Why do I have this sense that it was inevitable that I’d discover Thoreau only late in the game? One obvious reason is that as a know-it-all teenager I knew all about Thoreau: he was great to taunt Emerson who stood outside the jail asking why Waldo wasn’t in with him, where he should be. I knew he was a neighbor on a river just over from mine. I knew he had a beef with the local church and would rather be walking than be an observing Christian. Of course I also knew he liked — how shall I say it — camping. He was a known quantity, I knew him and a lot of my running and basketball buddies didn’t. My musical buddies weren’t likely to have an interest. So on through college and years teaching college he remained a high school sweetheart, a first love remembered well, but left behind as I moved on to — what shall I say — more challenging writers. I learned from my philosophy profs that he was not a philosopher. And that was decades before I began to learn that you could be a philosopher who found philosophy in George Eliot, Dickinson . . . or Thoreau.
In grad school, I actually heard Cavell lecture on Walden. But I took his interest as quirky, a circus act, an extravagant hobby a Harvard Prof could indulge but a grad student or young professor better not. You get the picture: I knew all about him, and he was not where it was at; in the academy, that is: I could dream of him on long hikes in the Sierras. It was quite an accident that brought me to reopen Cavell-on-Thoreau well into my philosophical career, and to begin reading the Journals, and A Week, and Cape Cod, and with a bittersweet shock of recognition, realize what I had been missing all those years. I had never read a sentence of his slowly! Thinking I knew him when I didn’t at all. I’ve know him all my life, and I’ve just started to get to know him, or maybe . . . struggle and love as I will, I’ll never know him.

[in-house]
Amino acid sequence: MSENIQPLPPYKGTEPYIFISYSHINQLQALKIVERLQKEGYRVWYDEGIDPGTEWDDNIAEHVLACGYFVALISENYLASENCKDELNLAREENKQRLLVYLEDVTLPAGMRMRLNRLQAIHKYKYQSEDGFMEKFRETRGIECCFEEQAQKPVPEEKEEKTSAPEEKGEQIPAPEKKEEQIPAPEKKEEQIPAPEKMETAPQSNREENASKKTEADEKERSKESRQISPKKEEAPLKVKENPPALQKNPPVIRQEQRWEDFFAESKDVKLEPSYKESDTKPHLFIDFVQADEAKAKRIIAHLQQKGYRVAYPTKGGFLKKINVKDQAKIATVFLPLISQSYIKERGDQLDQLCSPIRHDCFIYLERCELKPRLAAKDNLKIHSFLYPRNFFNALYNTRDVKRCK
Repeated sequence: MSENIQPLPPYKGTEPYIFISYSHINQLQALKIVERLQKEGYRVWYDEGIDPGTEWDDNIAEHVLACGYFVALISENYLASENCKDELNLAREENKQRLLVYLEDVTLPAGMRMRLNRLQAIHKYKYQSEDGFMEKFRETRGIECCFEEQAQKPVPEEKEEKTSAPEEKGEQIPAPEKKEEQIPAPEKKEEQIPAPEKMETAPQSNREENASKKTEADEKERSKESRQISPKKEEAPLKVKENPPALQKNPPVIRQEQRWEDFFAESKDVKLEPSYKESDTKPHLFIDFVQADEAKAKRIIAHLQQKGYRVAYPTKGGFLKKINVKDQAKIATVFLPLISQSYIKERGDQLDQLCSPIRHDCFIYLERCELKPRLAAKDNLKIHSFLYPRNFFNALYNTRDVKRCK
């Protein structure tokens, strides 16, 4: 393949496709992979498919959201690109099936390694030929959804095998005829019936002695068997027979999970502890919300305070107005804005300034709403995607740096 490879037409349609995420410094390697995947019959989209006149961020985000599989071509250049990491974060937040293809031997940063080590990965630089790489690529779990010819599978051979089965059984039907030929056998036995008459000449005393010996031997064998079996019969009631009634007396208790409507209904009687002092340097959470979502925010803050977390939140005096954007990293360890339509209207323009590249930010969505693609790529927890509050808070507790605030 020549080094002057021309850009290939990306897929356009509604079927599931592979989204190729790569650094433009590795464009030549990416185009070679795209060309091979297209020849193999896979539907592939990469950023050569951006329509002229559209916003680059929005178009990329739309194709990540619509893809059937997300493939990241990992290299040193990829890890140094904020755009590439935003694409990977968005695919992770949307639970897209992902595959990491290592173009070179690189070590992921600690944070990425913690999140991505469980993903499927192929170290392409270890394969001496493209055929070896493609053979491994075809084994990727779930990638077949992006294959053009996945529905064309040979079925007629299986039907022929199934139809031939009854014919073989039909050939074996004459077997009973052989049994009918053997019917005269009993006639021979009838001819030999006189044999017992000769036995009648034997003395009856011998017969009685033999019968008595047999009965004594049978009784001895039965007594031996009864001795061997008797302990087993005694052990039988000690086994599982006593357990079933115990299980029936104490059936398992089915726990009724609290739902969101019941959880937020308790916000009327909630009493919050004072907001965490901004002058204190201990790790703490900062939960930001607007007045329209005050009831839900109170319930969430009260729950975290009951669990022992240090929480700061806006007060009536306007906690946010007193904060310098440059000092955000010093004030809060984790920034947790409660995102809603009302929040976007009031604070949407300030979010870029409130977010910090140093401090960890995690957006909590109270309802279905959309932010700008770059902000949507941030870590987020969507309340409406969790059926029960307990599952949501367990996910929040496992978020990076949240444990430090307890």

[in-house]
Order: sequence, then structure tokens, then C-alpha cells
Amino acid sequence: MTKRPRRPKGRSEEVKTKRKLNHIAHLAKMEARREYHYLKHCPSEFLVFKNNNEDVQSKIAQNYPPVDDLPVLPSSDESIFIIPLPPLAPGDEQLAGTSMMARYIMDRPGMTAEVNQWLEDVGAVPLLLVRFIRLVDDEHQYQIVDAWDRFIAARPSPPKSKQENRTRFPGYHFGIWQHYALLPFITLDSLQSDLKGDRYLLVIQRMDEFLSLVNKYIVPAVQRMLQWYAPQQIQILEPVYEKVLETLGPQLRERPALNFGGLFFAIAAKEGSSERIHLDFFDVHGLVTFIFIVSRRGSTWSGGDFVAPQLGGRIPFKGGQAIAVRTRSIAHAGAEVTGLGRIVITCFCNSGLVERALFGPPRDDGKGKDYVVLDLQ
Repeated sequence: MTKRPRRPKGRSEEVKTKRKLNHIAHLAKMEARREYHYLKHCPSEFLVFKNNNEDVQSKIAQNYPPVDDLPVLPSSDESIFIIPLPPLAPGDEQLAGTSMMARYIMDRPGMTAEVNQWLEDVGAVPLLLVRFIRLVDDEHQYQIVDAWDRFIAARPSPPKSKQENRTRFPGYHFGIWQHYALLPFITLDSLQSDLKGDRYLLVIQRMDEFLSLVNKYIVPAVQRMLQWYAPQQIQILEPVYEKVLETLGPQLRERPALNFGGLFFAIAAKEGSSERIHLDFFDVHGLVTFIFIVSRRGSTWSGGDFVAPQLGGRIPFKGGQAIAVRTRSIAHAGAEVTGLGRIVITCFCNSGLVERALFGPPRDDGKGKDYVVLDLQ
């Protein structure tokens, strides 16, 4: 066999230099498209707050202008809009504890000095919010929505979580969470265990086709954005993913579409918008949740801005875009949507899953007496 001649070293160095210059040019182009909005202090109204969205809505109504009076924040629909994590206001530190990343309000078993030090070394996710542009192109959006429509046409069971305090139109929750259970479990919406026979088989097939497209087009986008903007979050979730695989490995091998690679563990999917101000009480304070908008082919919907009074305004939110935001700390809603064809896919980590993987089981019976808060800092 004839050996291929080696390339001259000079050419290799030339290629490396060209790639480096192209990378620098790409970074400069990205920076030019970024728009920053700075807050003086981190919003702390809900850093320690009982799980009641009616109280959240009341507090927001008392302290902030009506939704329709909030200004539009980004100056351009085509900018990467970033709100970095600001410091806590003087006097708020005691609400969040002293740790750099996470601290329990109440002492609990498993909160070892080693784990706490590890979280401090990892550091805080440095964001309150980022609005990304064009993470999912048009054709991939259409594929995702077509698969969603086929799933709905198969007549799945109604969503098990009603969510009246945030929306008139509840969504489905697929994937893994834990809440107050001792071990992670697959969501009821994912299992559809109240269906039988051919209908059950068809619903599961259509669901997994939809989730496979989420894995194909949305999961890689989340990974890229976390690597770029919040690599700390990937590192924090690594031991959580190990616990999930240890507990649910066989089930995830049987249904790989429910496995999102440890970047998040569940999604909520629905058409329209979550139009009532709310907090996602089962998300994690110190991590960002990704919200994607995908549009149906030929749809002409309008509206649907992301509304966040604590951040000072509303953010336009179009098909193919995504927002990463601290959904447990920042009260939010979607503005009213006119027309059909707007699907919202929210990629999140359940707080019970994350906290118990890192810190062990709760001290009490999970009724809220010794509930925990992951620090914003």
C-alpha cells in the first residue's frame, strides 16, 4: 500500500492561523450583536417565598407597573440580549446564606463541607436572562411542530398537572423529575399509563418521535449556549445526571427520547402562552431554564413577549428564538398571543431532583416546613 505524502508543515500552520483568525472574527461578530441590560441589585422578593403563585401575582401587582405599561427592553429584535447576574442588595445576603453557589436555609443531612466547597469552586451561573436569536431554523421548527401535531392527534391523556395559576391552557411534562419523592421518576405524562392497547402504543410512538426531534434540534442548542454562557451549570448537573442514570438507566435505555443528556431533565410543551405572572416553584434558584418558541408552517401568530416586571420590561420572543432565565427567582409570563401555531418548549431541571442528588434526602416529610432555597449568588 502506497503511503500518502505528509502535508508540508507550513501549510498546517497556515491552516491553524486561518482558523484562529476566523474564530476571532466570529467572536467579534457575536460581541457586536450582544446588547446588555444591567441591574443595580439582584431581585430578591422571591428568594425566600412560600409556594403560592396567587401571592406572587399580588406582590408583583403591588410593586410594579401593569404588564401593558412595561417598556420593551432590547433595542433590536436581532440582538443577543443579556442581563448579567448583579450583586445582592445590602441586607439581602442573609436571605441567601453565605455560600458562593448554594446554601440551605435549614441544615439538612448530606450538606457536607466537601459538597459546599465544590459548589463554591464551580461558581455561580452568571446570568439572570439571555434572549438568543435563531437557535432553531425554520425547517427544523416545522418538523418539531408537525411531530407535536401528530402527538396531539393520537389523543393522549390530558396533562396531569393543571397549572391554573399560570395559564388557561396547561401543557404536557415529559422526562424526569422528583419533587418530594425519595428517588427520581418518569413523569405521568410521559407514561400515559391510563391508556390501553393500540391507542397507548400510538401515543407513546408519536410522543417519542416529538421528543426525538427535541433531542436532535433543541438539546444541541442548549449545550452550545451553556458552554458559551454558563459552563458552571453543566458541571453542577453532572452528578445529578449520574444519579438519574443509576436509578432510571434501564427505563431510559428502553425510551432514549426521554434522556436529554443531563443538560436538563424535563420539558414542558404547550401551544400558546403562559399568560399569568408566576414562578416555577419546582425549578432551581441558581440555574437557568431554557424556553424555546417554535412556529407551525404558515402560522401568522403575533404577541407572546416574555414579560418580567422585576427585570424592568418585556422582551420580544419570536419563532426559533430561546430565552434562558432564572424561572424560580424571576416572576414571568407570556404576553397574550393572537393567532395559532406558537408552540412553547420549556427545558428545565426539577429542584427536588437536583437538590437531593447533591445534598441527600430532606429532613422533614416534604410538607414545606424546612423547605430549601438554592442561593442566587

Now I read and reread those sentences, word by precious word always amazed, a mitzvah, a blessing. Maybe like Jacob, wrestle and love him as I will, with my broken hip — he’ll always slip away. (But ah what a wrestle . . .)